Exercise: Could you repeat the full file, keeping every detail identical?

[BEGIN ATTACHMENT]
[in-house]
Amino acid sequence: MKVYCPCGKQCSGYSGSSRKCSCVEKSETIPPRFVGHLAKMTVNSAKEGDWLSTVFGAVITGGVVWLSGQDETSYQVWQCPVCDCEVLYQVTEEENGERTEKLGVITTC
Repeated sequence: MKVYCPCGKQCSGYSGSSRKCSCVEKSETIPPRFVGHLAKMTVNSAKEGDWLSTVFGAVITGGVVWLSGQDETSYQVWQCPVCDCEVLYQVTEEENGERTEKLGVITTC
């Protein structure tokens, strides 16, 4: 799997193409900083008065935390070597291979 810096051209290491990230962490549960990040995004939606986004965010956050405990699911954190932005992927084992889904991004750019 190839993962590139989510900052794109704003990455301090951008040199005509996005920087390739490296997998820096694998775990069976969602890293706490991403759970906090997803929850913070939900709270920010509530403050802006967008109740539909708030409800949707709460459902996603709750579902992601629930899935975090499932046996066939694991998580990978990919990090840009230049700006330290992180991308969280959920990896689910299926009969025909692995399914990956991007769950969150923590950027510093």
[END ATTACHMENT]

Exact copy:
[in-house]
Amino acid sequence: MKVYCPCGKQCSGYSGSSRKCSCVEKSETIPPRFVGHLAKMTVNSAKEGDWLSTVFGAVITGGVVWLSGQDETSYQVWQCPVCDCEVLYQVTEEENGERTEKLGVITTC
Repeated sequence: MKVYCPCGKQCSGYSGSSRKCSCVEKSETIPPRFVGHLAKMTVNSAKEGDWLSTVFGAVITGGVVWLSGQDETSYQVWQCPVCDCEVLYQVTEEENGERTEKLGVITTC
């Protein structure tokens, strides 16, 4: 799997193409900083008065935390070597291979 810096051209290491990230962490549960990040995004939606986004965010956050405990699911954190932005992927084992889904991004750019 190839993962590139989510900052794109704003990455301090951008040199005509996005920087390739490296997998820096694998775990069976969602890293706490991403759970906090997803929850913070939900709270920010509530403050802006967008109740539909708030409800949707709460459902996603709750579902992601629930899935975090499932046996066939694991998580990978990919990090840009230049700006330290992180991308969280959920990896689910299926009969025909692995399914990956991007769950969150923590950027510093």